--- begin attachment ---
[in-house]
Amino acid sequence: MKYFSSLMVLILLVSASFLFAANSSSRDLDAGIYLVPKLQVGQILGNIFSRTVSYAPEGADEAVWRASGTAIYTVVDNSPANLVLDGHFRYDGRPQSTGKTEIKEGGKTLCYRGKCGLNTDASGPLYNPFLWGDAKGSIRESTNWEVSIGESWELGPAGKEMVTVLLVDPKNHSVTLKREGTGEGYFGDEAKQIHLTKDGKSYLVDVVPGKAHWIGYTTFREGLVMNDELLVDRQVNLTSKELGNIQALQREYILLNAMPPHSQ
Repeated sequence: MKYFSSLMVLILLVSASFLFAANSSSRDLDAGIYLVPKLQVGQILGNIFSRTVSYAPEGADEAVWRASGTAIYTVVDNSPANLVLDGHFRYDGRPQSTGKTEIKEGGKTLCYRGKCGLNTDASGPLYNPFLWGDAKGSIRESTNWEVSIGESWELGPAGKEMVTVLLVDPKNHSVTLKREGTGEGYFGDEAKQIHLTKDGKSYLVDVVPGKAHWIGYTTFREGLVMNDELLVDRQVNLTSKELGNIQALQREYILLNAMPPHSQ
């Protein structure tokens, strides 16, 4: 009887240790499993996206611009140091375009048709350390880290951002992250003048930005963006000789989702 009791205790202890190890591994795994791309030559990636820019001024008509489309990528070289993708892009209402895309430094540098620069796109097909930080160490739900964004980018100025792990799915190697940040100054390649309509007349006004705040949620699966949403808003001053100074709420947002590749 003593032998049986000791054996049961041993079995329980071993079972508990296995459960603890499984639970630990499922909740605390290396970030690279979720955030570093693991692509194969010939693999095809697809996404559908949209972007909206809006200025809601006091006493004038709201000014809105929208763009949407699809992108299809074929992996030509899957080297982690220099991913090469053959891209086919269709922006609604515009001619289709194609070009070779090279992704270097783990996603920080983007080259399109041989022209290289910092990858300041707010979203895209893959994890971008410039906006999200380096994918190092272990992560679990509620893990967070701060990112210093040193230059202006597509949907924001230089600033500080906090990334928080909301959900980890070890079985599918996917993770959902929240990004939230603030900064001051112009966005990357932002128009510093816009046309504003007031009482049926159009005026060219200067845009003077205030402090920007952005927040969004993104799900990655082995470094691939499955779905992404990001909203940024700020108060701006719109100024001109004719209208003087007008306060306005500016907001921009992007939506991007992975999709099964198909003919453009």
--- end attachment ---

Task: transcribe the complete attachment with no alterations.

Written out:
[in-house]
Amino acid sequence: MKYFSSLMVLILLVSASFLFAANSSSRDLDAGIYLVPKLQVGQILGNIFSRTVSYAPEGADEAVWRASGTAIYTVVDNSPANLVLDGHFRYDGRPQSTGKTEIKEGGKTLCYRGKCGLNTDASGPLYNPFLWGDAKGSIRESTNWEVSIGESWELGPAGKEMVTVLLVDPKNHSVTLKREGTGEGYFGDEAKQIHLTKDGKSYLVDVVPGKAHWIGYTTFREGLVMNDELLVDRQVNLTSKELGNIQALQREYILLNAMPPHSQ
Repeated sequence: MKYFSSLMVLILLVSASFLFAANSSSRDLDAGIYLVPKLQVGQILGNIFSRTVSYAPEGADEAVWRASGTAIYTVVDNSPANLVLDGHFRYDGRPQSTGKTEIKEGGKTLCYRGKCGLNTDASGPLYNPFLWGDAKGSIRESTNWEVSIGESWELGPAGKEMVTVLLVDPKNHSVTLKREGTGEGYFGDEAKQIHLTKDGKSYLVDVVPGKAHWIGYTTFREGLVMNDELLVDRQVNLTSKELGNIQALQREYILLNAMPPHSQ
């Protein structure tokens, strides 16, 4: 009887240790499993996206611009140091375009048709350390880290951002992250003048930005963006000789989702 009791205790202890190890591994795994791309030559990636820019001024008509489309990528070289993708892009209402895309430094540098620069796109097909930080160490739900964004980018100025792990799915190697940040100054390649309509007349006004705040949620699966949403808003001053100074709420947002590749 003593032998049986000791054996049961041993079995329980071993079972508990296995459960603890499984639970630990499922909740605390290396970030690279979720955030570093693991692509194969010939693999095809697809996404559908949209972007909206809006200025809601006091006493004038709201000014809105929208763009949407699809992108299809074929992996030509899957080297982690220099991913090469053959891209086919269709922006609604515009001619289709194609070009070779090279992704270097783990996603920080983007080259399109041989022209290289910092990858300041707010979203895209893959994890971008410039906006999200380096994918190092272990992560679990509620893990967070701060990112210093040193230059202006597509949907924001230089600033500080906090990334928080909301959900980890070890079985599918996917993770959902929240990004939230603030900064001051112009966005990357932002128009510093816009046309504003007031009482049926159009005026060219200067845009003077205030402090920007952005927040969004993104799900990655082995470094691939499955779905992404990001909203940024700020108060701006719109100024001109004719209208003087007008306060306005500016907001921009992007939506991007992975999709099964198909003919453009």